The European Commission is still undecided about whether to clear Microsoft's proposed browser software licensing agreements with Internet service providers (ISPs), or seek further changes to encourage competition, commission sources said.
The comments followed criticism from the Software Publishers Association on the exclusivity and preferential treatment in the proposed Microsoft contracts to ISPs.
"Microsoft made changes to the agreements and we are looking at the changes and also looked at the comments and are still making up our minds on what to do. If there is sufficient... we will put out a notice favouring the agreements and asking for comments," a commission source said.
However Microsoft Europe's corporate affairs executive, John Frank said the changes were made before the commission published a summary of the contracts in June. The company believes it has already made concessions to deal with clauses, which he said earlier caused controversy.
"We have pared back a lot of the provisions which were not being enforced anyway. There is no real exclusivity in the contracts," Frank said, noting how previous contracts involving cross-promotion with ISPs were replaced by the latest versions.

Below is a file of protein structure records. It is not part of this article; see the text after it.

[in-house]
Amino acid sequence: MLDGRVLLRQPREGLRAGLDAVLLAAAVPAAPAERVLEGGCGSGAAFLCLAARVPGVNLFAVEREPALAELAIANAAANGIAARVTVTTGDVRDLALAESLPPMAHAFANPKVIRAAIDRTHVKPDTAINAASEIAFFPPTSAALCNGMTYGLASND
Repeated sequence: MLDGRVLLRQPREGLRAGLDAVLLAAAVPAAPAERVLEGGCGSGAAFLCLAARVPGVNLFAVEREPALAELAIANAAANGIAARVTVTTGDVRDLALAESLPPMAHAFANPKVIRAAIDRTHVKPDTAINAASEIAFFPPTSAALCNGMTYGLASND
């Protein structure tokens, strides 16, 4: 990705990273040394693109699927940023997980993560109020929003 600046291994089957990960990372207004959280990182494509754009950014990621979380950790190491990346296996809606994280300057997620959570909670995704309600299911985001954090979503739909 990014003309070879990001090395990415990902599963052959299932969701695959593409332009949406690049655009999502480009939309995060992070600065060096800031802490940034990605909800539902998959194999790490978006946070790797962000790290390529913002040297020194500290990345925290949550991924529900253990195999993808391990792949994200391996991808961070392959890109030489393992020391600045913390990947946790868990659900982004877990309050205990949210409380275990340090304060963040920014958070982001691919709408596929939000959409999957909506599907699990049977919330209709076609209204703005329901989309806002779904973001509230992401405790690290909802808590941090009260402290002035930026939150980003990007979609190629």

Frank said the complaints from the worldwide Software Publishing Association were made without having seen the contracts themselves, only the Commission's summary, and went against a vote in the association's government affairs committee not to comment.
"Somebody in the Commission said they did not find the comments persuasive. I read that in a newspaper," he said.
The SPA said in its comments in July that Microsoft's access for ISPs to a database on ISPs involved a commission fee and another fee for new software subscribers; it also said the conditions on ISPs involved non-promotion of rival browser products.
"Anti-competitive effects may result in circumstances such as those presented by the Commission's notice, in which the applicant seeking authorisation to use such provisions not only occupies a dominant position, but engaged in a pattern of anti-competitive behaviour," it said.
Frank said the next step in the investigation is up to the Commission and that Microsoft has made changes and notified the licences in order to constructively resolve the issue. He noted how this was before the Department of Justice action in the US.
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